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  • The summer birds are back in full force. Most are day birds, but some are nocturnal — the owls and the nightjars such as the nighthawk and whippoorwill.
  • When I was a boy growing up in Mattituck I poked around everywhere and at everything, collecting many of the things I found, be they animate or inanimate, or, as they say in Twenty Questions, “animal, vegetable, or mineral.”
  • Are there flowering plants that live in the seas? Yes, they are called sea grasses because, like land grasses, they are monocots, plants that only display a single leaf upon emerging from the seed.
  • It’s 3 p.m. on Sunday and the sun is shining in full glory following three days of cloudy rainy weather. The robins and cardinals are singing their territorial songs, the trees are beginning to leaf out, the red maples are flowering, and the scarlet and black oaks are following in their stead. By the time this goes to press, the shads and beach plums will be in bloom, to be followed by the dogwoods, then the mountain laurels. It is spring as I remember it.
  • A weekend with near-80-degree temperatures and it seems like spring prematurely turning into summer. Alewives, or river herring, are running, ospreys are sitting on nests, hardwood trees are budding, and at Oakland Cemetery in Sag Harbor, trailing arbutus are flowering up a storm, according to Jean Held.
  • Walking is good for you. My doctors say that. Just about every doctor says that. There are three kinds of recreational walking: fast steady walking, group walking with a guide, and walking by yourself or with another while studying the ground, sky, trees, and maybe water.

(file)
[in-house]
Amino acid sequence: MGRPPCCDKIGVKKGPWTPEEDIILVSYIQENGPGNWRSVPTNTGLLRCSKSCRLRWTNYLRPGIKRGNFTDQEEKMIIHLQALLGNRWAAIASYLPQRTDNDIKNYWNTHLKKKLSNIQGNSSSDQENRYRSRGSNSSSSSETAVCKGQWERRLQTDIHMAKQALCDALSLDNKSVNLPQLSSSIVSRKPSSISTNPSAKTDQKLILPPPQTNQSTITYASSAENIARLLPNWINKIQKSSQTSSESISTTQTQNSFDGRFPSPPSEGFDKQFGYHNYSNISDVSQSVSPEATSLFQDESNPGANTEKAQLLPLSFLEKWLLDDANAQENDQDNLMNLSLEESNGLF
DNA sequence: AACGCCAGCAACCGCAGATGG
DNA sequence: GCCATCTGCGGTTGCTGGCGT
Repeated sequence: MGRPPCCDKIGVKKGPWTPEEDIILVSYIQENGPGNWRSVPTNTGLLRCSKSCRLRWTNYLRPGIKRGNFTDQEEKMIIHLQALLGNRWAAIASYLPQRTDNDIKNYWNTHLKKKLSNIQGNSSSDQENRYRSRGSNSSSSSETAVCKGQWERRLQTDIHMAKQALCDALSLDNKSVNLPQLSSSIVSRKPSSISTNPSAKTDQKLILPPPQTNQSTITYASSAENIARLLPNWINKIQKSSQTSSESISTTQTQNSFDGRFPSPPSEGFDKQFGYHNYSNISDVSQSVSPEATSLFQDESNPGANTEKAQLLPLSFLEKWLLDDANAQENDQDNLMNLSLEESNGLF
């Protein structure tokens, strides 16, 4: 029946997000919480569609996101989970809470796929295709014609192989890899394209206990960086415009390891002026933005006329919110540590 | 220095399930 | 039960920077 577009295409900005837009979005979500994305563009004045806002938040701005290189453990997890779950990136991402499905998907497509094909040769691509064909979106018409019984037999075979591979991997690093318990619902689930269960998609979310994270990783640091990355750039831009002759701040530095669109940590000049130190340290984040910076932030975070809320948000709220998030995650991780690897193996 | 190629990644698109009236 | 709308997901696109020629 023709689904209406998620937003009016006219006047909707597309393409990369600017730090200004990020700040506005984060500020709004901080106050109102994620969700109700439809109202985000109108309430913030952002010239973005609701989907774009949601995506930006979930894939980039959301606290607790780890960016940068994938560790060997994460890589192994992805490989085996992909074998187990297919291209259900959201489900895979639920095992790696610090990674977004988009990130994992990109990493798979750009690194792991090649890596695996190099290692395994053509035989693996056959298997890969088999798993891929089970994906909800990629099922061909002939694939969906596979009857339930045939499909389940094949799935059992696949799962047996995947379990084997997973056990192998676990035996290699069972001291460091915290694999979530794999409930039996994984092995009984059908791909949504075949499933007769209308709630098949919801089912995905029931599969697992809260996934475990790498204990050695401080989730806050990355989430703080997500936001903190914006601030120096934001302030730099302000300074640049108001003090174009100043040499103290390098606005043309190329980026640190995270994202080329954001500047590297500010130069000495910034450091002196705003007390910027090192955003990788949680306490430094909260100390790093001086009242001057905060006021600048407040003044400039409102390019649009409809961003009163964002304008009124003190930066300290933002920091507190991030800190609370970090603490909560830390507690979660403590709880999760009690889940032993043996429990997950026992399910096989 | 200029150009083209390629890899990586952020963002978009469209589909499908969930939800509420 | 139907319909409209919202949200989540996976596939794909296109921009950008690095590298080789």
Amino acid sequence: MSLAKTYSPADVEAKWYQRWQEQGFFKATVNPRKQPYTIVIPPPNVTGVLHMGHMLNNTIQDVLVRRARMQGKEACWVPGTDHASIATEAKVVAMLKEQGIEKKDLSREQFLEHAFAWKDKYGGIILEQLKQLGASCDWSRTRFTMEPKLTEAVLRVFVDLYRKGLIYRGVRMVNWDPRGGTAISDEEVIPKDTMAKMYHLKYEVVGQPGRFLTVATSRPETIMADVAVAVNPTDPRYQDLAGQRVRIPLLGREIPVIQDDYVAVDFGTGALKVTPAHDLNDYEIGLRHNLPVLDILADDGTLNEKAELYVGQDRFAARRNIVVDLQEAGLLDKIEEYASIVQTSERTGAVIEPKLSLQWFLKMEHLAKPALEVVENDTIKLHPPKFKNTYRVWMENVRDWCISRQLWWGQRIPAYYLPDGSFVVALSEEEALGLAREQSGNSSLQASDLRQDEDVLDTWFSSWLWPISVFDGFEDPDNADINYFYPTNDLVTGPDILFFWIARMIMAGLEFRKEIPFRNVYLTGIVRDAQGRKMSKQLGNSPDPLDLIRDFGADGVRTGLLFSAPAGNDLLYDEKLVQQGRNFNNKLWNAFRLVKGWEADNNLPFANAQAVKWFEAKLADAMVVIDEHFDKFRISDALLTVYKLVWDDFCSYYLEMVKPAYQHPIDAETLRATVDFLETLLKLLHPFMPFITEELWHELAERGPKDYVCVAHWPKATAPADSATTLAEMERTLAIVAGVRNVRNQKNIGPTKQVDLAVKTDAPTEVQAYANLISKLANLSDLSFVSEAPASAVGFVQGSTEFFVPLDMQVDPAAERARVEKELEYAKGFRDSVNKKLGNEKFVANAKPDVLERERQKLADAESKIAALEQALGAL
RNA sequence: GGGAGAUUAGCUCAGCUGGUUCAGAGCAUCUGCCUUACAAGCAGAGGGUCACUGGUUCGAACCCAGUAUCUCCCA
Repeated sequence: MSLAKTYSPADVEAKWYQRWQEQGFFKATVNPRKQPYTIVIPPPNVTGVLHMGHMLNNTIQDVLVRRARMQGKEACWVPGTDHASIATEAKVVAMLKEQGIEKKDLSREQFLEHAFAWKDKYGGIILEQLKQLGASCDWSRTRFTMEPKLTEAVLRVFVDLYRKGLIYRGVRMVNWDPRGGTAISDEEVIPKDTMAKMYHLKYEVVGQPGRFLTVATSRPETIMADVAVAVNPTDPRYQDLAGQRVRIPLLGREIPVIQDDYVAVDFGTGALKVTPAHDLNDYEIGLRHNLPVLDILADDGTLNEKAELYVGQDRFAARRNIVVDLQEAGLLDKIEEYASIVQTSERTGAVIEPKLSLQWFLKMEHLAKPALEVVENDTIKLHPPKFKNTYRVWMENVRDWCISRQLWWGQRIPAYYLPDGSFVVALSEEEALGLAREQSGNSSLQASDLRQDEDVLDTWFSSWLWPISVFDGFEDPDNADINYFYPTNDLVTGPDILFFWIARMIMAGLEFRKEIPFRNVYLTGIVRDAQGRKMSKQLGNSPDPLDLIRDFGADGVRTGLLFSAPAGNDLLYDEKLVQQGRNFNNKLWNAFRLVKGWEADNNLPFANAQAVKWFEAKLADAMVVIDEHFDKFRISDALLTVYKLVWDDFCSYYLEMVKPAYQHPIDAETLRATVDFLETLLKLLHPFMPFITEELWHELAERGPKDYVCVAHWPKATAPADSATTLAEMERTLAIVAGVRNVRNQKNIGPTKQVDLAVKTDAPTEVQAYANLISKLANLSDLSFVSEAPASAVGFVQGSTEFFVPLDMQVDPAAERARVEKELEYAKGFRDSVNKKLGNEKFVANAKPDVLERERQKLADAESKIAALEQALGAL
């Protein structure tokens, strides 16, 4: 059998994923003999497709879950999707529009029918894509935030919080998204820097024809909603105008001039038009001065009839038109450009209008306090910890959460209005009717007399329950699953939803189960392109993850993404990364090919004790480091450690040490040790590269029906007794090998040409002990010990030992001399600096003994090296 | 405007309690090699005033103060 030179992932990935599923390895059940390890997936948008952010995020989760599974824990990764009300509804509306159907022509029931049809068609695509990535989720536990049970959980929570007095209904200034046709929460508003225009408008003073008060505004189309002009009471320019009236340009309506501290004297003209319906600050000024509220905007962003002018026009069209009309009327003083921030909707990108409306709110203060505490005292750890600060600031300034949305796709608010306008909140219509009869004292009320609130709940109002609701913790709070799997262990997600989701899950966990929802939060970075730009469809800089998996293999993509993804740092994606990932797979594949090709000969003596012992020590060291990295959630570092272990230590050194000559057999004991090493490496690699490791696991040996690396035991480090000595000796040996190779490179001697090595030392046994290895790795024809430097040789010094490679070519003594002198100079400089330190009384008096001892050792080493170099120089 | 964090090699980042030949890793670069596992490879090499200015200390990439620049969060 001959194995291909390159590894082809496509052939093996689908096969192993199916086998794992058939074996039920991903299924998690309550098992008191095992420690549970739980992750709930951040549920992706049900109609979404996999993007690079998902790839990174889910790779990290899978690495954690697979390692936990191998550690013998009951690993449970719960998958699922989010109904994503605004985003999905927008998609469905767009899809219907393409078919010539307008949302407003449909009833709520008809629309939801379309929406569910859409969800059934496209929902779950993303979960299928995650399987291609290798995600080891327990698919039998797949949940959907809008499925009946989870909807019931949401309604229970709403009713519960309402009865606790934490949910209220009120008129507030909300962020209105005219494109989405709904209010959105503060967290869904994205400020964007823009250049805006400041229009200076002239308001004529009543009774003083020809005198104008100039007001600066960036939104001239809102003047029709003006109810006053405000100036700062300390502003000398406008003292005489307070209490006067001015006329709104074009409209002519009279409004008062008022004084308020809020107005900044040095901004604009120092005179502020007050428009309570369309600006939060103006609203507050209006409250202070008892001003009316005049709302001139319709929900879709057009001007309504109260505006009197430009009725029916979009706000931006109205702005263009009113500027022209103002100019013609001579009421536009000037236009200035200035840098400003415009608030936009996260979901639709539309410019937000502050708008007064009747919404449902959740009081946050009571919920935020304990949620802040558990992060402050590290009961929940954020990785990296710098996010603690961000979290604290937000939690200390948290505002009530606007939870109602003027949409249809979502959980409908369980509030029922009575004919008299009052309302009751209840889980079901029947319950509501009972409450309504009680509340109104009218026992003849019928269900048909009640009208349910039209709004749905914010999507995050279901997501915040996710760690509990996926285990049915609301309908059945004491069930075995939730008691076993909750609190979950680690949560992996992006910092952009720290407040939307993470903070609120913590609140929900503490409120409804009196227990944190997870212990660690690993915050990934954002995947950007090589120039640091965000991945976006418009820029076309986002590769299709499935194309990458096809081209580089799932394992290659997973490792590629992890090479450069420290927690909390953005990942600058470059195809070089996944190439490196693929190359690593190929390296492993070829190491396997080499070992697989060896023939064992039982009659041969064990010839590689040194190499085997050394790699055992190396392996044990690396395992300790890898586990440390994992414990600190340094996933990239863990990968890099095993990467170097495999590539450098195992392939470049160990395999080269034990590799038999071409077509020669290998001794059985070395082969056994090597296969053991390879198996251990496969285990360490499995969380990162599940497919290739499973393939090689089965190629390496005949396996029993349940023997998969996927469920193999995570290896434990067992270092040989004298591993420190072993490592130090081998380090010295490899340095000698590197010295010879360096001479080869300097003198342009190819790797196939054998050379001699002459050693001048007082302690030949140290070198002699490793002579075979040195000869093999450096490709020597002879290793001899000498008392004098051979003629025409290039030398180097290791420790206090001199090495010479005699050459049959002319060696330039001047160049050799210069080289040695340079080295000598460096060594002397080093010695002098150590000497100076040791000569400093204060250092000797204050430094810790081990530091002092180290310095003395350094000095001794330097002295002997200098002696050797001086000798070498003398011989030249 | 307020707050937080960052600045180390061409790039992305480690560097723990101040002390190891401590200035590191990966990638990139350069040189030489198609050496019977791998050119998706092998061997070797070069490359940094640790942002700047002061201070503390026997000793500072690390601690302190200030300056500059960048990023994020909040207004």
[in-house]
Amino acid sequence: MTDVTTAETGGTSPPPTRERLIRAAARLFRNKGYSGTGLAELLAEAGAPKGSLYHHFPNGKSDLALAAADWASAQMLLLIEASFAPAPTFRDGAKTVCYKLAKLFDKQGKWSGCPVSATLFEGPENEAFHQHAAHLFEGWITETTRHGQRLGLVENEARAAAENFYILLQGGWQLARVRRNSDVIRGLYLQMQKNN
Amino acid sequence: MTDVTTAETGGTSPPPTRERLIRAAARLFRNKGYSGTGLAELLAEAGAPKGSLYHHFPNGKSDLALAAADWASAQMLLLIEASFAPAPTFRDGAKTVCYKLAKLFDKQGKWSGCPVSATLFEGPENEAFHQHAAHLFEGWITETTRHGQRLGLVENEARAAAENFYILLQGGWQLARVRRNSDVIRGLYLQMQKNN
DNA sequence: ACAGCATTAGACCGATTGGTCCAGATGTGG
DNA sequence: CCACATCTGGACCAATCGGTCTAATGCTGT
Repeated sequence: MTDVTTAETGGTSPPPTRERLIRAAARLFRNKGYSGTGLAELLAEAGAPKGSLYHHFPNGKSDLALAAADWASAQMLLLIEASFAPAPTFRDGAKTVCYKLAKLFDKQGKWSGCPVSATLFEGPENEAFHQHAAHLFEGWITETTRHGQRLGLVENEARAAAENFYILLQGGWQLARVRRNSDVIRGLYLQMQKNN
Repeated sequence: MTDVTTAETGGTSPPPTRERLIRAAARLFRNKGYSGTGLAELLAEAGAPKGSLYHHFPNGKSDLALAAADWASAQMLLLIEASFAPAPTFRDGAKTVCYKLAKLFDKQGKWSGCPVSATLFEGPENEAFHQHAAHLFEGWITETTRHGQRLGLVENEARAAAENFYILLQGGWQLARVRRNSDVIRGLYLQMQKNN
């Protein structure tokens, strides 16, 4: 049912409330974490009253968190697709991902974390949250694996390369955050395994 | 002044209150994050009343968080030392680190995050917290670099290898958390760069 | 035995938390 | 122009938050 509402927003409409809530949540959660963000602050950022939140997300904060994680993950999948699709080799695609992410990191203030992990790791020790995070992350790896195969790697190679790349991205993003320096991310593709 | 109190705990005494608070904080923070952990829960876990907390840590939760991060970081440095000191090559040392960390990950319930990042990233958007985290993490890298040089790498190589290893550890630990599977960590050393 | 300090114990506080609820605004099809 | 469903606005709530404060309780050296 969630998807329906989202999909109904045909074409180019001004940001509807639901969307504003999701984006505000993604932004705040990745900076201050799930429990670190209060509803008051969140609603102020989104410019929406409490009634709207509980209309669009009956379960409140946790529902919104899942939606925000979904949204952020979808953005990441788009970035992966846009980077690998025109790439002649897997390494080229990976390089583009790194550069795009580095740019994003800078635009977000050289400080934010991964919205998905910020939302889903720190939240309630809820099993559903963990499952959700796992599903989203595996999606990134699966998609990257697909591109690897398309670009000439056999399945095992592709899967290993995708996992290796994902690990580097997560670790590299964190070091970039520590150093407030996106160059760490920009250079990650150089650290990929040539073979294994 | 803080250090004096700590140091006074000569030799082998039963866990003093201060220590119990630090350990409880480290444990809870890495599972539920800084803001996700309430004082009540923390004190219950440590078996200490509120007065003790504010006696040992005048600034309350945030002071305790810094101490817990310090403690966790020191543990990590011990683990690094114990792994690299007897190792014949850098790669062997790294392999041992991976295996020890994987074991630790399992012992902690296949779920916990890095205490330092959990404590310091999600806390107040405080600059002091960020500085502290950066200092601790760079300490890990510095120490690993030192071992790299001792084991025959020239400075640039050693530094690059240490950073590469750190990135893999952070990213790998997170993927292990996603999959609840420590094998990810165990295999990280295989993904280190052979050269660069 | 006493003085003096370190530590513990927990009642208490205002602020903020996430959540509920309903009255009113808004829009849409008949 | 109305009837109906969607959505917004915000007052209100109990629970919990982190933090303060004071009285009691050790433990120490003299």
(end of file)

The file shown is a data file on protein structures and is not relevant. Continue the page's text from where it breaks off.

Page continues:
• It was, indeed, a very rough March. But April is here and things are starting to pop. One sign of spring is the number of male robins on the greening shoulders along roads. Why they hit these shoulders first before the lawns is a question that has been nagging me for years, but that’s the way it is. On Sunday afternoon along Scuttlehole Road in Bridgehampton there were several, all males, of course. Females usually return several days after the males.
  • I’m in my 80s and spend a good deal of time thinking about the 1980s, when all sorts of things for the good happened on the South Fork, North Fork, and Shelter Island. And yes, there were many bad things to overcome.
  • The birds that have been showing up at your feeder daily will still need another couple of weeks of food to keep them going.
  • In nature, being the first to set up camp – or come out of hibernation – in the spring has its advantages. "The early bird catches the worm" or, in the osprey's case, the fish, but it also comes with risks; small creatures that emerge or return too early can go hungry in a late-winter snowstorm.